Friday, February 06, 2015

Quoth the Blogger, "Skidmore?"

Continuing my effort to catch up with the Court of International Trade and one decision of the Federal Circuit, we now come upon JBLU, Inc. v. US, a recent decision of the Court of International Trade.

The issue in this case is whether wearing apparel from China bearing the brand-name "C'est Toi Jeans Los Angeles," "CT Jeans USA," and "C'est Toi Jeans USA" were properly the subject of a Notice to Mark or Redeliver for failure to have adequate country of origin marking. Customs and Border Protection maintains that the use of "Los Angeles" and "USA" on the labels requires the there be in close proximity and in comparable size a a country of origin marking preceded by "Made in," "Product of," or another similar phrase. This requirement comes from 19 CFR 134.46,

The importer maintains that section 134.46 does not apply because the geographical designations are part of a trademark or trade name. That argument comes from 19 CFR 134.47.

The nub of the issue comes down to whether Customs' definition of "trademark" for purposes of interpreting the regulation is correct. Customs applies the trademark regulation only to registered trademarks or where there is a pending application to register a trademark. The importer claims the regulation applies to trademarks under federal law as well as common law trademarks, which are unregistered but used in commerce. A federally registered trademark is denominated with the (R) symbol while a common law trademark sometimes gets marked with the letters TM.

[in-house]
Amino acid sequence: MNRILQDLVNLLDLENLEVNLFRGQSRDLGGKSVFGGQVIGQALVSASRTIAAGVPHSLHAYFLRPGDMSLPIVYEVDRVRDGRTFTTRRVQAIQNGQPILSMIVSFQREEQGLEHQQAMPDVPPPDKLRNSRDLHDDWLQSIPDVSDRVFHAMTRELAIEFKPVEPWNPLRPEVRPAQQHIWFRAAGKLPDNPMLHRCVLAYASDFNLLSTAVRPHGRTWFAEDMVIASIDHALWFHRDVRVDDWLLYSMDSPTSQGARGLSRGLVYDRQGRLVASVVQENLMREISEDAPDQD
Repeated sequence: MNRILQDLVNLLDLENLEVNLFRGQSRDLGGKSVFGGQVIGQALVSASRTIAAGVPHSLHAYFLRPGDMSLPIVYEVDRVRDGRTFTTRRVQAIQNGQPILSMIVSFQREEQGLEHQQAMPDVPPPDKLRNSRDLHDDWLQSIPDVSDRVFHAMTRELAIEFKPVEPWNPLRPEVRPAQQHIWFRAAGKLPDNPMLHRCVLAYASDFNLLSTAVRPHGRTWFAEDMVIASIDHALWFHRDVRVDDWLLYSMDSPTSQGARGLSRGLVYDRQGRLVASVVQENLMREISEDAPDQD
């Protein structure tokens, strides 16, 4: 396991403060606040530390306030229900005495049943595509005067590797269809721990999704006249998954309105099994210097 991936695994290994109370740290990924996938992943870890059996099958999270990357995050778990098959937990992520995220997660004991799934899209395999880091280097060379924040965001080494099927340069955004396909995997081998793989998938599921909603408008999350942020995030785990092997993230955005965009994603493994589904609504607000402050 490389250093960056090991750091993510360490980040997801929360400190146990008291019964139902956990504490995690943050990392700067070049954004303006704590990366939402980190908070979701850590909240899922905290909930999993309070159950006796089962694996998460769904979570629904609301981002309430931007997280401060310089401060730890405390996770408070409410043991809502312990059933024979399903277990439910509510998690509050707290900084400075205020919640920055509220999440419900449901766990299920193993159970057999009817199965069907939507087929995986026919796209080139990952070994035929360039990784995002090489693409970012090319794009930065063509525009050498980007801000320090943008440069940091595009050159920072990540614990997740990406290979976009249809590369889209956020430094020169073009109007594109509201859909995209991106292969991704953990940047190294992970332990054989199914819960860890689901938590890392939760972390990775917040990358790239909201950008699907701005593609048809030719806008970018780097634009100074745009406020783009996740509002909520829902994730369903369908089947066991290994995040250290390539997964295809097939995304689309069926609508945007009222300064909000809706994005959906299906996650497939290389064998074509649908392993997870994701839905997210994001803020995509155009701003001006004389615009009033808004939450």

To cut to the chase, the Court upheld Customs' interpretation and found that to the extent there was no pending application to register the trademarks at the time of some of the entries, the Notice to Mark or Redeliver was a valid exercise of CBP authority as to those entries.

I do have a question to raise respectfully. According to the Court of International Trade, in the absence of a definition of "trademark" in the regulation, the Court must "give Customs' interpretation of 19 C.F.R. [sec] 134.47 substantial deference, unless it is 'plainly erroneous or inconsistent with the regulation.'" For that proposition, the Court cites Supreme Court precedent and a Federal Circuit case involving a review of a dumping determination.

In the context of the de novo review of the denial of a protest, would it have been appropriate for the Court to also or instead apply Skidmore deference to CBP's determination? In that event, the Court would have to decide whether CBP's decision has the power to persuade the Court.

The decision notes that Customs' position is consistent with prior rulings and with the purpose of the marking law. Thus, I think the Court is basically saying that Customs' legal interpretation is persuasive and passes muster even under the somewhat looser Skidmore standard. That means the result is the same no matter how the Court cuts it. So all I am talking about is the label put on what the Court did.

With apologies to Edgar Allen Poe.

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